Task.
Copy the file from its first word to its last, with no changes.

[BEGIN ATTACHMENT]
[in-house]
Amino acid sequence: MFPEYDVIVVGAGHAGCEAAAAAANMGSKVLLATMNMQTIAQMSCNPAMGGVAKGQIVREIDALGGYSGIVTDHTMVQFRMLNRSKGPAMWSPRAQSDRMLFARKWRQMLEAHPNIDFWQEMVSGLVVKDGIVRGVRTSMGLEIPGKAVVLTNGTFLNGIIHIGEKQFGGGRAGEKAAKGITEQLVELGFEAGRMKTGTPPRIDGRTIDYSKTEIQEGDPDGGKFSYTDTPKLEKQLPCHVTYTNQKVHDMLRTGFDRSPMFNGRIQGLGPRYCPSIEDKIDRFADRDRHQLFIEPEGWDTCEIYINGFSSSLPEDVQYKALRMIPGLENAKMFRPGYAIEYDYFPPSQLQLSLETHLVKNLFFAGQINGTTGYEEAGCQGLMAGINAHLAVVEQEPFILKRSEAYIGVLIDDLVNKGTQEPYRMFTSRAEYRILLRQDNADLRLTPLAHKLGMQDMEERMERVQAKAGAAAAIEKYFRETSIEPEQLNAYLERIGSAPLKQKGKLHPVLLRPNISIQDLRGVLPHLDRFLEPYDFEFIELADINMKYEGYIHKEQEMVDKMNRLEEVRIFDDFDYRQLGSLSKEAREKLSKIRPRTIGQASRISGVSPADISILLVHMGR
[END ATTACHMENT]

[in-house]
Amino acid sequence: MFPEYDVIVVGAGHAGCEAAAAAANMGSKVLLATMNMQTIAQMSCNPAMGGVAKGQIVREIDALGGYSGIVTDHTMVQFRMLNRSKGPAMWSPRAQSDRMLFARKWRQMLEAHPNIDFWQEMVSGLVVKDGIVRGVRTSMGLEIPGKAVVLTNGTFLNGIIHIGEKQFGGGRAGEKAAKGITEQLVELGFEAGRMKTGTPPRIDGRTIDYSKTEIQEGDPDGGKFSYTDTPKLEKQLPCHVTYTNQKVHDMLRTGFDRSPMFNGRIQGLGPRYCPSIEDKIDRFADRDRHQLFIEPEGWDTCEIYINGFSSSLPEDVQYKALRMIPGLENAKMFRPGYAIEYDYFPPSQLQLSLETHLVKNLFFAGQINGTTGYEEAGCQGLMAGINAHLAVVEQEPFILKRSEAYIGVLIDDLVNKGTQEPYRMFTSRAEYRILLRQDNADLRLTPLAHKLGMQDMEERMERVQAKAGAAAAIEKYFRETSIEPEQLNAYLERIGSAPLKQKGKLHPVLLRPNISIQDLRGVLPHLDRFLEPYDFEFIELADINMKYEGYIHKEQEMVDKMNRLEEVRIFDDFDYRQLGSLSKEAREKLSKIRPRTIGQASRISGVSPADISILLVHMGR